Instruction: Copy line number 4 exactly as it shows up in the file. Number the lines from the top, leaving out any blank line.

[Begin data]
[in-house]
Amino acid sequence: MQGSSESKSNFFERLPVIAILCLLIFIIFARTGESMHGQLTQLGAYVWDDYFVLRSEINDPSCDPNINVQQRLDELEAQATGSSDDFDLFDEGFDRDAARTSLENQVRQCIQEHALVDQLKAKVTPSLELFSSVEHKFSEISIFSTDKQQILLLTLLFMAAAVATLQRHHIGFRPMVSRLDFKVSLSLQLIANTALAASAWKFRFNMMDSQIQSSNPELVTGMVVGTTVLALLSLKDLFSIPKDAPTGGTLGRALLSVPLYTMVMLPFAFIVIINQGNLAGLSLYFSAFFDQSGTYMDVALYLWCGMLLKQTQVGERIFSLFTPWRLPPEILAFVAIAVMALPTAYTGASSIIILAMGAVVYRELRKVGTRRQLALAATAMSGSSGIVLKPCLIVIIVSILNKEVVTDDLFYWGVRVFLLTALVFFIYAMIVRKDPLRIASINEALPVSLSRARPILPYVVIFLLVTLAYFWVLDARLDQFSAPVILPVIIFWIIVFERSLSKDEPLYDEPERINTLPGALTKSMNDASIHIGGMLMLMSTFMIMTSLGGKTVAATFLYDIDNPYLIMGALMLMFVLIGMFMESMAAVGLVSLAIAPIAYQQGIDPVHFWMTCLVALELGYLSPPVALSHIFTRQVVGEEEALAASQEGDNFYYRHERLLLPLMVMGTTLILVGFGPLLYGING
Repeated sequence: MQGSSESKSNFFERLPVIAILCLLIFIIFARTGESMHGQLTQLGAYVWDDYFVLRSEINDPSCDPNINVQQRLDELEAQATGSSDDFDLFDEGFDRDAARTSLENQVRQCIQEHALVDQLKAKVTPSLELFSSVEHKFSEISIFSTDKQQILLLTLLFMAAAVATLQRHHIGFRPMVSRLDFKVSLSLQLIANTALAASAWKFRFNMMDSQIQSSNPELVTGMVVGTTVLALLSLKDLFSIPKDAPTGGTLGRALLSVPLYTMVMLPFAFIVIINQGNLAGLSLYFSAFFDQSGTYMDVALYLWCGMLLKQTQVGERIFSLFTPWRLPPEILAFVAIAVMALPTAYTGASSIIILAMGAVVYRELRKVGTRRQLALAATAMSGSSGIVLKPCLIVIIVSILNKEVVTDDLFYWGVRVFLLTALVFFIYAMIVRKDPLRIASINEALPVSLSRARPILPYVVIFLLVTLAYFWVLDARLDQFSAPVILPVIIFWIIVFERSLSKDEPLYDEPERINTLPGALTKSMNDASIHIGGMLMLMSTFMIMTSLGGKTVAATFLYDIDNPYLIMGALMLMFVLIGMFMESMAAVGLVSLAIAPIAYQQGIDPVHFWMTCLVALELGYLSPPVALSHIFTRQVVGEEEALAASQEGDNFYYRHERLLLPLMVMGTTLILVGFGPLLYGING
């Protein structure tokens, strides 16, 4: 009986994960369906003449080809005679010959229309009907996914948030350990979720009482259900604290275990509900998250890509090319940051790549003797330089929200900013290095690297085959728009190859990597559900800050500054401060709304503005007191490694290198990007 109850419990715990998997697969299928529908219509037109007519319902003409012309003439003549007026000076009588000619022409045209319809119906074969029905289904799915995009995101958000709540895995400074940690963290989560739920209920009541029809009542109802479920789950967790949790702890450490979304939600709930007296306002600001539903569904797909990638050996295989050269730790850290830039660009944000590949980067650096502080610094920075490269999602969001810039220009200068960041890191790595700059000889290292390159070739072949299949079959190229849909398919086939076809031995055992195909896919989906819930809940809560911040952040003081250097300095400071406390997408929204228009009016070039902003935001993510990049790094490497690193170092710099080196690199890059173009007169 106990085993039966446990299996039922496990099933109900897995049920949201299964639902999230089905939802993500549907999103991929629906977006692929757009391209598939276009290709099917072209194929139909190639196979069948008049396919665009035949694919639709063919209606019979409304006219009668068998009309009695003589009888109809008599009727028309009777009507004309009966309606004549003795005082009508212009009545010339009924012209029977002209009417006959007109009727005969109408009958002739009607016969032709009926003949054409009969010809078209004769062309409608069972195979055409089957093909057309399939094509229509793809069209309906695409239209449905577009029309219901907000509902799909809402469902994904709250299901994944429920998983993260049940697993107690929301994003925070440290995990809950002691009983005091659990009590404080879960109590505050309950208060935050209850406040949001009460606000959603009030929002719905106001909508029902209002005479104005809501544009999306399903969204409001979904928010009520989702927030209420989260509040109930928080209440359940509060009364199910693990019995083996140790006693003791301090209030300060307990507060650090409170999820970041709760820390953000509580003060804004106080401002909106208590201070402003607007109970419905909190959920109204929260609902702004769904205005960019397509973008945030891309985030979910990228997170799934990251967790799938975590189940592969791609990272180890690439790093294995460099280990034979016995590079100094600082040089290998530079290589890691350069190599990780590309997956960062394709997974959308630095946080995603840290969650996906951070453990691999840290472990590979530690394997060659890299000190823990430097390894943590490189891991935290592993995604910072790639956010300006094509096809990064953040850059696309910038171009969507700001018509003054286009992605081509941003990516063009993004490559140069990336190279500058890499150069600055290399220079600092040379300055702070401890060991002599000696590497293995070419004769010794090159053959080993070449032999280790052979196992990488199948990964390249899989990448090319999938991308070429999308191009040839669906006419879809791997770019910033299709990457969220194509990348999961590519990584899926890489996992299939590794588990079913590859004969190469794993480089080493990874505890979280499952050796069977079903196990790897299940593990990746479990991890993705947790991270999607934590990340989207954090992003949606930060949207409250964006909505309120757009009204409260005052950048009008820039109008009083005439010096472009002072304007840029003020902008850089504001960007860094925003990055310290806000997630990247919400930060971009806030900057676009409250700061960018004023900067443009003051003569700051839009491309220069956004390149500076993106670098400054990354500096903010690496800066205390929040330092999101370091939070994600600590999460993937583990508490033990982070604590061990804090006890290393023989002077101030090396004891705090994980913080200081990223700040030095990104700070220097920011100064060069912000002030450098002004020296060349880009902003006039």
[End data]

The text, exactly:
């Protein structure tokens, strides 16, 4: 009986994960369906003449080809005679010959229309009907996914948030350990979720009482259900604290275990509900998250890509090319940051790549003797330089929200900013290095690297085959728009190859990597559900800050500054401060709304503005007191490694290198990007 109850419990715990998997697969299928529908219509037109007519319902003409012309003439003549007026000076009588000619022409045209319809119906074969029905289904799915995009995101958000709540895995400074940690963290989560739920209920009541029809009542109802479920789950967790949790702890450490979304939600709930007296306002600001539903569904797909990638050996295989050269730790850290830039660009944000590949980067650096502080610094920075490269999602969001810039220009200068960041890191790595700059000889290292390159070739072949299949079959190229849909398919086939076809031995055992195909896919989906819930809940809560911040952040003081250097300095400071406390997408929204228009009016070039902003935001993510990049790094490497690193170092710099080196690199890059173009007169 106990085993039966446990299996039922496990099933109900897995049920949201299964639902999230089905939802993500549907999103991929629906977006692929757009391209598939276009290709099917072209194929139909190639196979069948008049396919665009035949694919639709063919209606019979409304006219009668068998009309009695003589009888109809008599009727028309009777009507004309009966309606004549003795005082009508212009009545010339009924012209029977002209009417006959007109009727005969109408009958002739009607016969032709009926003949054409009969010809078209004769062309409608069972195979055409089957093909057309399939094509229509793809069209309906695409239209449905577009029309219901907000509902799909809402469902994904709250299901994944429920998983993260049940697993107690929301994003925070440290995990809950002691009983005091659990009590404080879960109590505050309950208060935050209850406040949001009460606000959603009030929002719905106001909508029902209002005479104005809501544009999306399903969204409001979904928010009520989702927030209420989260509040109930928080209440359940509060009364199910693990019995083996140790006693003791301090209030300060307990507060650090409170999820970041709760820390953000509580003060804004106080401002909106208590201070402003607007109970419905909190959920109204929260609902702004769904205005960019397509973008945030891309985030979910990228997170799934990251967790799938975590189940592969791609990272180890690439790093294995460099280990034979016995590079100094600082040089290998530079290589890691350069190599990780590309997956960062394709997974959308630095946080995603840290969650996906951070453990691999840290472990590979530690394997060659890299000190823990430097390894943590490189891991935290592993995604910072790639956010300006094509096809990064953040850059696309910038171009969507700001018509003054286009992605081509941003990516063009993004490559140069990336190279500058890499150069600055290399220079600092040379300055702070401890060991002599000696590497293995070419004769010794090159053959080993070449032999280790052979196992990488199948990964390249899989990448090319999938991308070429999308191009040839669906006419879809791997770019910033299709990457969220194509990348999961590519990584899926890489996992299939590794588990079913590859004969190469794993480089080493990874505890979280499952050796069977079903196990790897299940593990990746479990991890993705947790991270999607934590990340989207954090992003949606930060949207409250964006909505309120757009009204409260005052950048009008820039109008009083005439010096472009002072304007840029003020902008850089504001960007860094925003990055310290806000997630990247919400930060971009806030900057676009409250700061960018004023900067443009003051003569700051839009491309220069956004390149500076993106670098400054990354500096903010690496800066205390929040330092999101370091939070994600600590999460993937583990508490033990982070604590061990804090006890290393023989002077101030090396004891705090994980913080200081990223700040030095990104700070220097920011100064060069912000002030450098002004020296060349880009902003006039």